NARATHIWAT, Thailand: A four-year-old girl and her father were among three killed on Tuesday when a bomb hidden in a motorcycle’s fuel tank exploded outside a school in Thailand’s insurgency-plagued south.
The device went off as pupils and teachers filed into the school in the Tak Bai district of Narathiwat province for the start of the day.
Two of the dead were father and daughter, local police detective Noppdol Kingthong told Agence-France Presse, adding that the bomb was set off by radio control as the pair neared the school gate.
A 23-year-old man later died in hospital and around a dozen other adults were being treated for injuries, according to a hospital worker who said the dead were Muslim.
Ethnic Malay insurgents in the kingdom’s so-called “Deep South” have for years targeted schools and teachers, which are seen as symbols of Thai state power in the culturally distinct Muslim-majority region.
More than 6,500 people — the majority of them civilian — have been killed by rebels and Thailand’s Buddhist-majority security forces since 2004.
Debris from the blast was strewn across the area while an abandoned child’s school bag lay on the road, according to an AFP journalist at the scene.
UNICEF’s Thailand representative Thomas Davin said the agency was “shocked and saddened” by the bombing.
“No children nor any caretakers or education professionals should live or learn under fear of such attacks,” he said in a statement.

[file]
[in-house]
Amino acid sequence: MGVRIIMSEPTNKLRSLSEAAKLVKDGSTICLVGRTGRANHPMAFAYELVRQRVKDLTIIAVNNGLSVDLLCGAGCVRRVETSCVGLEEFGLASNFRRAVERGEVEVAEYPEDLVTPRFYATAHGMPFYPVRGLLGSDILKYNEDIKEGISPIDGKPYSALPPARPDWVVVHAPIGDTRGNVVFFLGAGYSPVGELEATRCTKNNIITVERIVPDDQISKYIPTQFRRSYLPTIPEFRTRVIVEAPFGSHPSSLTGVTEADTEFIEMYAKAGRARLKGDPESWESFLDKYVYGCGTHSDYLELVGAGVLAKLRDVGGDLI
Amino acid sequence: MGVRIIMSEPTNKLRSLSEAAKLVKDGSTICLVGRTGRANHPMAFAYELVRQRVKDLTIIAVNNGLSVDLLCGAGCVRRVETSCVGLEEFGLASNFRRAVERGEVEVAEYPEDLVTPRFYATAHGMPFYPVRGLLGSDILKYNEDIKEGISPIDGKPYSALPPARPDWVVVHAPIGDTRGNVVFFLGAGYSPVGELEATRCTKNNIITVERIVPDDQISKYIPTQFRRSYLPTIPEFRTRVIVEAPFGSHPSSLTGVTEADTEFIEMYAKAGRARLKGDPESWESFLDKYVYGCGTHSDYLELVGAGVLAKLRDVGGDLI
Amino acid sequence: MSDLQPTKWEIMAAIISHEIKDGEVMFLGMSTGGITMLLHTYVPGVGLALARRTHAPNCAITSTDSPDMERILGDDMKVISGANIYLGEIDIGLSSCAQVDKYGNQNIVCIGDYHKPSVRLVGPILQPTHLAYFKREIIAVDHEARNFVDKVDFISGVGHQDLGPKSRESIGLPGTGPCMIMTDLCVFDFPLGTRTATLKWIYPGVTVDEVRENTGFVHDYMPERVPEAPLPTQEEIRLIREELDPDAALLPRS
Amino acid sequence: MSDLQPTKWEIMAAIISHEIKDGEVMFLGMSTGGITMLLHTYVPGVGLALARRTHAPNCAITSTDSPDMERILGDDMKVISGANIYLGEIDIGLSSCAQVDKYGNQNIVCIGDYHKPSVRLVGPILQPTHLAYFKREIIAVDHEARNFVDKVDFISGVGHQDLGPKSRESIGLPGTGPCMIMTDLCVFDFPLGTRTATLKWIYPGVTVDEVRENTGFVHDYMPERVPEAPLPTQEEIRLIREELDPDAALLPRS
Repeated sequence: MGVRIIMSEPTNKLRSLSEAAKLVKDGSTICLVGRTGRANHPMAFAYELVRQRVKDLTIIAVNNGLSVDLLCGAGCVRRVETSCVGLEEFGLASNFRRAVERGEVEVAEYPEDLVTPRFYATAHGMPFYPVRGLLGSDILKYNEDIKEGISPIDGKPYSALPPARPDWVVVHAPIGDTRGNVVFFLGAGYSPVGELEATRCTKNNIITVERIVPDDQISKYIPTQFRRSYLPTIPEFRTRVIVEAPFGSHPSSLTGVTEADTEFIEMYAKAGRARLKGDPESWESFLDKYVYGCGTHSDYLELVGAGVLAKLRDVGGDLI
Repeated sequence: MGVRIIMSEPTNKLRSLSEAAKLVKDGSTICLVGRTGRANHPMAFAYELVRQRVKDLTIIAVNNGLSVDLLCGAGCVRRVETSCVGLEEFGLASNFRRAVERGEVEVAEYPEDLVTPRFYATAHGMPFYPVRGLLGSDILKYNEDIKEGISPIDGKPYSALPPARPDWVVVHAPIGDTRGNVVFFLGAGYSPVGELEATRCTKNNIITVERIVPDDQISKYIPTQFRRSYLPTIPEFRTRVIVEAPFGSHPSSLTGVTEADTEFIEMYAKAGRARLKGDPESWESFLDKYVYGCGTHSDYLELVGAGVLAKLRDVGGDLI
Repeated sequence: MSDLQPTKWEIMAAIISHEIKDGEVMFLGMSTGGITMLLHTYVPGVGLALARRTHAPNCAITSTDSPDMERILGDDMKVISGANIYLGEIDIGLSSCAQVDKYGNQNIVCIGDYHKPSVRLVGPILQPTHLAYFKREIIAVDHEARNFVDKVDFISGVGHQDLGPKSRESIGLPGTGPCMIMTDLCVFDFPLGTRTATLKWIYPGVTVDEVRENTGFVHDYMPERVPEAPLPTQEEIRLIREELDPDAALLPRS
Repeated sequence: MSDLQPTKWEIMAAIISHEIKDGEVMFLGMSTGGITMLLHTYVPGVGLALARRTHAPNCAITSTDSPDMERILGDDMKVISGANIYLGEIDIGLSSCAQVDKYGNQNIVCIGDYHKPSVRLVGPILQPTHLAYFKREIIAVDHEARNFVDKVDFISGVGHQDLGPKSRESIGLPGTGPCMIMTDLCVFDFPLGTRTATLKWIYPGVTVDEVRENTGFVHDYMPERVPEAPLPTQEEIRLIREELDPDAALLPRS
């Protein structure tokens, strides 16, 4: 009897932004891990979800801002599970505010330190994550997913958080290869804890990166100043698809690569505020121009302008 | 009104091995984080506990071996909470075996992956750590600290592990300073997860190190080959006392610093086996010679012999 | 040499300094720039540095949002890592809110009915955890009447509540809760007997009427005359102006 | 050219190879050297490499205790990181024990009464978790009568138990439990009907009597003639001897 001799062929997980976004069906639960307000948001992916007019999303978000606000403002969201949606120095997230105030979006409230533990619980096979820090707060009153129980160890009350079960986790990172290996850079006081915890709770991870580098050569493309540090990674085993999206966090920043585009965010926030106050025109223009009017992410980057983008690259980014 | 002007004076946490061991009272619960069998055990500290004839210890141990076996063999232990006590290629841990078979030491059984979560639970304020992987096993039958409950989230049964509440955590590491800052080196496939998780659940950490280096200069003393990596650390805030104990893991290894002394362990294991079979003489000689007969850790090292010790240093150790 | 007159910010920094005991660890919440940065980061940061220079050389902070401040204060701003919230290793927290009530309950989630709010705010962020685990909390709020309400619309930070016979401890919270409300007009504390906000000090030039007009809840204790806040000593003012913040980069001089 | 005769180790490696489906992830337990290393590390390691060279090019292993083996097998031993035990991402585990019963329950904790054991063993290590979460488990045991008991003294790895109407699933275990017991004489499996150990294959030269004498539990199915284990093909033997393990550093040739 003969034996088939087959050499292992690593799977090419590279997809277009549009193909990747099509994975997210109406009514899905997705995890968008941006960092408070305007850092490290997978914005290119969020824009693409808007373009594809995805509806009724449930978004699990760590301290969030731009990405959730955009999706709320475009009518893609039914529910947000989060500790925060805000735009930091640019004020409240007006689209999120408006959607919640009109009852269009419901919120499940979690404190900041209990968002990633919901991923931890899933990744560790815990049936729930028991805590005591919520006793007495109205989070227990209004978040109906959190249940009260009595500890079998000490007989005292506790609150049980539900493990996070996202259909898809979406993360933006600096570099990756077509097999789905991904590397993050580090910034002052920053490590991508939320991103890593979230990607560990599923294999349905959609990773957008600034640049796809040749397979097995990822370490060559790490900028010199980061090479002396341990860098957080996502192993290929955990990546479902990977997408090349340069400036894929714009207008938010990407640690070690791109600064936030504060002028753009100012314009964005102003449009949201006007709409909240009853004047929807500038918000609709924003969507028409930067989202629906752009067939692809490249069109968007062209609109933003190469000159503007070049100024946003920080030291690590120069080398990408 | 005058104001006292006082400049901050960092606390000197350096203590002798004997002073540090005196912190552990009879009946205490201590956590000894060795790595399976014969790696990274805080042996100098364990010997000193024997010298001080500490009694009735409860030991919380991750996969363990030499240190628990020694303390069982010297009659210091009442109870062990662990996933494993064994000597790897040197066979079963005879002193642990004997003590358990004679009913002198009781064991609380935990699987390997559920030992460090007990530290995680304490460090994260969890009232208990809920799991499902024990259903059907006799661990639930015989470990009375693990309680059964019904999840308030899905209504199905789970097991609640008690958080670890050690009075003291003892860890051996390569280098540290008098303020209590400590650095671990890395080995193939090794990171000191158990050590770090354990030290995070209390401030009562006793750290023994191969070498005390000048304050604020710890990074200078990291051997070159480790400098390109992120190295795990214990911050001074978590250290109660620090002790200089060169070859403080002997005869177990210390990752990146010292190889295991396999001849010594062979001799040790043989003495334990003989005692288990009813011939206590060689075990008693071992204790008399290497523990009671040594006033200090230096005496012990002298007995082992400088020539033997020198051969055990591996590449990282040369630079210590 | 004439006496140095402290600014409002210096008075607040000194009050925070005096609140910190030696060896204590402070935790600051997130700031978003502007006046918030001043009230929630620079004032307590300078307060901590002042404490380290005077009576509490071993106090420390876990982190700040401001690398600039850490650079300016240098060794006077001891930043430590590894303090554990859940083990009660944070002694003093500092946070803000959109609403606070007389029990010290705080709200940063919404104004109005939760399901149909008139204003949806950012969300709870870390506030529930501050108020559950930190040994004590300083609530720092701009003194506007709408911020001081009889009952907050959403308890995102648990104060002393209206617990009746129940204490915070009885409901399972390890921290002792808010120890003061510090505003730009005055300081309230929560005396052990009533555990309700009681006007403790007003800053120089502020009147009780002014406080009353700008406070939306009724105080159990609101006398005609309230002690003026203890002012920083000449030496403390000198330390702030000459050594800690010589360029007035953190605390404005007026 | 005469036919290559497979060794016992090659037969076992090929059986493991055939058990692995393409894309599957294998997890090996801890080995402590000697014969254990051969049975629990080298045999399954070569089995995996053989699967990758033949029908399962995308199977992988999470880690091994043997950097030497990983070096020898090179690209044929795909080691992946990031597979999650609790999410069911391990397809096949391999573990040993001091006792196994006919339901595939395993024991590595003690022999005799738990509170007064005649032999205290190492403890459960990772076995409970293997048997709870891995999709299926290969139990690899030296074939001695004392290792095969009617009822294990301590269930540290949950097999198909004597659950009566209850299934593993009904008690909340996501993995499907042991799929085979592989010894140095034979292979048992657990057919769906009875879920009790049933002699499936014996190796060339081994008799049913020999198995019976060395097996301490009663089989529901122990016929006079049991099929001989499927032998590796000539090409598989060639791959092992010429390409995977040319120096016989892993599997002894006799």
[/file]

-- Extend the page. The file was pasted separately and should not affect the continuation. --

‘Aimed to kill’
Police and soldiers routinely accompany teachers and children to and from schools in the region’s most dangerous “red zones.”
Dozens of teachers have been killed by rebels, some in front of pupils.
The rebels appear to have returned to attacking “soft” civilian targets in recent weeks, following several months in which violence was aimed at security officials.
The bomb “aimed to kill… indiscriminately as shown by the four-year-old victim”, Colonel Pramote Prom-in, spokesman for the Thai army in the south, said in a statement.
The under-reported conflict in the southernmost provinces hit the headlines last month after rare bomb attacks in tourist hotspots inside the kingdom killed four people and wounded dozens, including foreigners.
Those blasts carried the hallmarks of the southern rebels, who never claim their attacks.
But Thai authorities have played down any possible expansion of the southern conflict, which has remained highly localized for more than a decade.
That is despite the identification of five suspects for the tourist attacks — all Muslim men from the south, several of whom have a record of involvement in the insurgency.
On Friday the Thai junta held talks with a group that claims to represent the political aims of the shadowy rebels.
The aim is to prepare the ground for formal peace talks, which stalled following Thailand’s 2014 coup.
But it is unclear if rebel representatives at the table have full authority over their foot soldiers.
The military is also widely distrusted by Malay Muslims in the south.
Rights groups says years of abuses by security forces including extrajudicial killings, have eroded faith in the Thai state.